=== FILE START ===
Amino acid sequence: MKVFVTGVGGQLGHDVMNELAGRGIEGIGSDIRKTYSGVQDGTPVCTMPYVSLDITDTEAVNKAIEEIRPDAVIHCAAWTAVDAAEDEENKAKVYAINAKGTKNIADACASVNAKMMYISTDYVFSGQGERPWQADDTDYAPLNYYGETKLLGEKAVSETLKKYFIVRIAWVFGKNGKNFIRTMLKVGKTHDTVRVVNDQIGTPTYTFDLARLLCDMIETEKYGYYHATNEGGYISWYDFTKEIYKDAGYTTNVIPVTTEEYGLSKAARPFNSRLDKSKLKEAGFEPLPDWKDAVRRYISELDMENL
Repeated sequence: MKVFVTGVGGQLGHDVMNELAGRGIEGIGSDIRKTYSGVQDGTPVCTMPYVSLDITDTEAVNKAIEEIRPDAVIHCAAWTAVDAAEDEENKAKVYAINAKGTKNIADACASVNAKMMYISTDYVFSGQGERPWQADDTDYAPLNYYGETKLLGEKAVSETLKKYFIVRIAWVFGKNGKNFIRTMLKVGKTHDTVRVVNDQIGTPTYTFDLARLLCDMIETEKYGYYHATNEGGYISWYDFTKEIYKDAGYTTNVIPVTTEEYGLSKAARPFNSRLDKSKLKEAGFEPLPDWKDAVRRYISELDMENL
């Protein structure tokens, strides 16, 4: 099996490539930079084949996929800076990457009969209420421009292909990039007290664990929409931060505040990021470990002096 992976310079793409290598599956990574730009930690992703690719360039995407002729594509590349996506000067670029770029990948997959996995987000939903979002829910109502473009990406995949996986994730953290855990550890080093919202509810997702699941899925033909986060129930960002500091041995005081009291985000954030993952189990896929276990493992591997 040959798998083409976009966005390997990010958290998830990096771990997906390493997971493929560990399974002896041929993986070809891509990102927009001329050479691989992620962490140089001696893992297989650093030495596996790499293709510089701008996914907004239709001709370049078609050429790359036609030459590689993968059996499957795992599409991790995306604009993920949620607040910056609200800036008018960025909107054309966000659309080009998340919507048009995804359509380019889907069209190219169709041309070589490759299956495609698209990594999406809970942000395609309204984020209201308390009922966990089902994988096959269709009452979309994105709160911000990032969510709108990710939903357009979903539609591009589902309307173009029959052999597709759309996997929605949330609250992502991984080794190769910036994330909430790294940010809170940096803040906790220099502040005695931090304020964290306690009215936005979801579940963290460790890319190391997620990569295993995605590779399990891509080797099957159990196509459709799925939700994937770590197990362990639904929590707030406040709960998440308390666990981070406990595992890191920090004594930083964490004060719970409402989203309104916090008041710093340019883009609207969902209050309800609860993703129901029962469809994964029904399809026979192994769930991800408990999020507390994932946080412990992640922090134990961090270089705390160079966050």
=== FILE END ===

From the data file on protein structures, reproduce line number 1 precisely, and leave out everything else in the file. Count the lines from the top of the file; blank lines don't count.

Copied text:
Amino acid sequence: MKVFVTGVGGQLGHDVMNELAGRGIEGIGSDIRKTYSGVQDGTPVCTMPYVSLDITDTEAVNKAIEEIRPDAVIHCAAWTAVDAAEDEENKAKVYAINAKGTKNIADACASVNAKMMYISTDYVFSGQGERPWQADDTDYAPLNYYGETKLLGEKAVSETLKKYFIVRIAWVFGKNGKNFIRTMLKVGKTHDTVRVVNDQIGTPTYTFDLARLLCDMIETEKYGYYHATNEGGYISWYDFTKEIYKDAGYTTNVIPVTTEEYGLSKAARPFNSRLDKSKLKEAGFEPLPDWKDAVRRYISELDMENL